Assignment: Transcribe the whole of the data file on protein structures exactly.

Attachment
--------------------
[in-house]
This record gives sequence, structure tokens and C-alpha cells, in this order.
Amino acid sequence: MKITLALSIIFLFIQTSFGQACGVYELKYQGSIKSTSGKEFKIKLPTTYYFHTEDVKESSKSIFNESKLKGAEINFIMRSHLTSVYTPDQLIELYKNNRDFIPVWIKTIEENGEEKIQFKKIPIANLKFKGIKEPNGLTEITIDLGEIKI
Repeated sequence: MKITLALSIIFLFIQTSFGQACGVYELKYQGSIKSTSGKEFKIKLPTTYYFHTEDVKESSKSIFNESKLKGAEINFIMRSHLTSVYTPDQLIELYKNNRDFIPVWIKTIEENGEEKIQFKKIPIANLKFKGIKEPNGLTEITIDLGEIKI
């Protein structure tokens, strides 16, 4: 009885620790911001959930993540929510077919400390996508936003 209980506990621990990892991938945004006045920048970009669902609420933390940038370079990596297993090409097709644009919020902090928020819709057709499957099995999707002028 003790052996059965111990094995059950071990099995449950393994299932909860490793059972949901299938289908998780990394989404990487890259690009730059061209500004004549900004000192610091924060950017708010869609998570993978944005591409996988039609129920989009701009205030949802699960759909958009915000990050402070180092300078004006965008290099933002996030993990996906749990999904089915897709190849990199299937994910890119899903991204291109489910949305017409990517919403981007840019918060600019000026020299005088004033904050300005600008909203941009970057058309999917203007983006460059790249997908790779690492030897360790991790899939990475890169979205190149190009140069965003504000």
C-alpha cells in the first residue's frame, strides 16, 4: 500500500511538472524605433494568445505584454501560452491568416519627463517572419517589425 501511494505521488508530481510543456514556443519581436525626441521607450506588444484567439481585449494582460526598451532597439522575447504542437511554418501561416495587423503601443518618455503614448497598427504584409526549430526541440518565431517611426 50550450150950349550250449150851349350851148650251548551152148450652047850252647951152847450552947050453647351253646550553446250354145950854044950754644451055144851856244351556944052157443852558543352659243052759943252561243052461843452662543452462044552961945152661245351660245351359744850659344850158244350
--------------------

[in-house]
This record gives sequence, structure tokens and C-alpha cells, in this order.
Amino acid sequence: MKITLALSIIFLFIQTSFGQACGVYELKYQGSIKSTSGKEFKIKLPTTYYFHTEDVKESSKSIFNESKLKGAEINFIMRSHLTSVYTPDQLIELYKNNRDFIPVWIKTIEENGEEKIQFKKIPIANLKFKGIKEPNGLTEITIDLGEIKI
Repeated sequence: MKITLALSIIFLFIQTSFGQACGVYELKYQGSIKSTSGKEFKIKLPTTYYFHTEDVKESSKSIFNESKLKGAEINFIMRSHLTSVYTPDQLIELYKNNRDFIPVWIKTIEENGEEKIQFKKIPIANLKFKGIKEPNGLTEITIDLGEIKI
């Protein structure tokens, strides 16, 4: 009885620790911001959930993540929510077919400390996508936003 209980506990621990990892991938945004006045920048970009669902609420933390940038370079990596297993090409097709644009919020902090928020819709057709499957099995999707002028 003790052996059965111990094995059950071990099995449950393994299932909860490793059972949901299938289908998780990394989404990487890259690009730059061209500004004549900004000192610091924060950017708010869609998570993978944005591409996988039609129920989009701009205030949802699960759909958009915000990050402070180092300078004006965008290099933002996030993990996906749990999904089915897709190849990199299937994910890119899903991204291109489910949305017409990517919403981007840019918060600019000026020299005088004033904050300005600008909203941009970057058309999917203007983006460059790249997908790779690492030897360790991790899939990475890169979205190149190009140069965003504000």
C-alpha cells in the first residue's frame, strides 16, 4: 500500500511538472524605433494568445505584454501560452491568416519627463517572419517589425 501511494505521488508530481510543456514556443519581436525626441521607450506588444484567439481585449494582460526598451532597439522575447504542437511554418501561416495587423503601443518618455503614448497598427504584409526549430526541440518565431517611426 50550450150950349550250449150851349350851148650251548551152148450652047850252647951152847450552947050453647351253646550553446250354145950854044950754644451055144851856244351556944052157443852558543352659243052759943252561243052461843452662543452462044552961945152661245351660245351359744850659344850158244350